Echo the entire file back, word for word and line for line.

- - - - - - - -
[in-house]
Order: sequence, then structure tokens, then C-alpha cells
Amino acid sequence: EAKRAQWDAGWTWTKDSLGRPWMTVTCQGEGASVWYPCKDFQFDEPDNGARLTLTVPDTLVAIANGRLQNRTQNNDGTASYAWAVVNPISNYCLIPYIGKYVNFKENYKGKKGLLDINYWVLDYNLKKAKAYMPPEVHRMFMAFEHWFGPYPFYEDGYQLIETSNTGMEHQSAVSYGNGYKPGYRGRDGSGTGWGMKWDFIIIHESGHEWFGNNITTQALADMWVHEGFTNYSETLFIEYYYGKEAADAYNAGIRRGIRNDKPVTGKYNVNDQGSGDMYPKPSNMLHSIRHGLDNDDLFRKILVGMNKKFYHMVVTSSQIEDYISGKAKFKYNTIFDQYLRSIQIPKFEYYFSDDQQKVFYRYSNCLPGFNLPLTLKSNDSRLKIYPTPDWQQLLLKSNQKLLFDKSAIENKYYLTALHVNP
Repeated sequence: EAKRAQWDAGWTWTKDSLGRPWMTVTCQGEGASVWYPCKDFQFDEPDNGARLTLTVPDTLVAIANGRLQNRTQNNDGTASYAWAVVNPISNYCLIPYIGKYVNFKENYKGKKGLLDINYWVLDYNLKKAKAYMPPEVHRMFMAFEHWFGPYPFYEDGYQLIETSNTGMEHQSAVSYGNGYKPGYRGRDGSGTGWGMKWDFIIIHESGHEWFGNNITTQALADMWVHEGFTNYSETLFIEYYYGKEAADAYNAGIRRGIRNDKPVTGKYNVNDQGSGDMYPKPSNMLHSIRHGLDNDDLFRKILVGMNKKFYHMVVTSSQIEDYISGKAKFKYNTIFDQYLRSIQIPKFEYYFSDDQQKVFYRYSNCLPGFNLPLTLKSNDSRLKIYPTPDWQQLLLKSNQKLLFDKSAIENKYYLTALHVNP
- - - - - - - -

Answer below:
[in-house]
Order: sequence, then structure tokens, then C-alpha cells
Amino acid sequence: EAKRAQWDAGWTWTKDSLGRPWMTVTCQGEGASVWYPCKDFQFDEPDNGARLTLTVPDTLVAIANGRLQNRTQNNDGTASYAWAVVNPISNYCLIPYIGKYVNFKENYKGKKGLLDINYWVLDYNLKKAKAYMPPEVHRMFMAFEHWFGPYPFYEDGYQLIETSNTGMEHQSAVSYGNGYKPGYRGRDGSGTGWGMKWDFIIIHESGHEWFGNNITTQALADMWVHEGFTNYSETLFIEYYYGKEAADAYNAGIRRGIRNDKPVTGKYNVNDQGSGDMYPKPSNMLHSIRHGLDNDDLFRKILVGMNKKFYHMVVTSSQIEDYISGKAKFKYNTIFDQYLRSIQIPKFEYYFSDDQQKVFYRYSNCLPGFNLPLTLKSNDSRLKIYPTPDWQQLLLKSNQKLLFDKSAIENKYYLTALHVNP
Repeated sequence: EAKRAQWDAGWTWTKDSLGRPWMTVTCQGEGASVWYPCKDFQFDEPDNGARLTLTVPDTLVAIANGRLQNRTQNNDGTASYAWAVVNPISNYCLIPYIGKYVNFKENYKGKKGLLDINYWVLDYNLKKAKAYMPPEVHRMFMAFEHWFGPYPFYEDGYQLIETSNTGMEHQSAVSYGNGYKPGYRGRDGSGTGWGMKWDFIIIHESGHEWFGNNITTQALADMWVHEGFTNYSETLFIEYYYGKEAADAYNAGIRRGIRNDKPVTGKYNVNDQGSGDMYPKPSNMLHSIRHGLDNDDLFRKILVGMNKKFYHMVVTSSQIEDYISGKAKFKYNTIFDQYLRSIQIPKFEYYFSDDQQKVFYRYSNCLPGFNLPLTLKSNDSRLKIYPTPDWQQLLLKSNQKLLFDKSAIENKYYLTALHVNP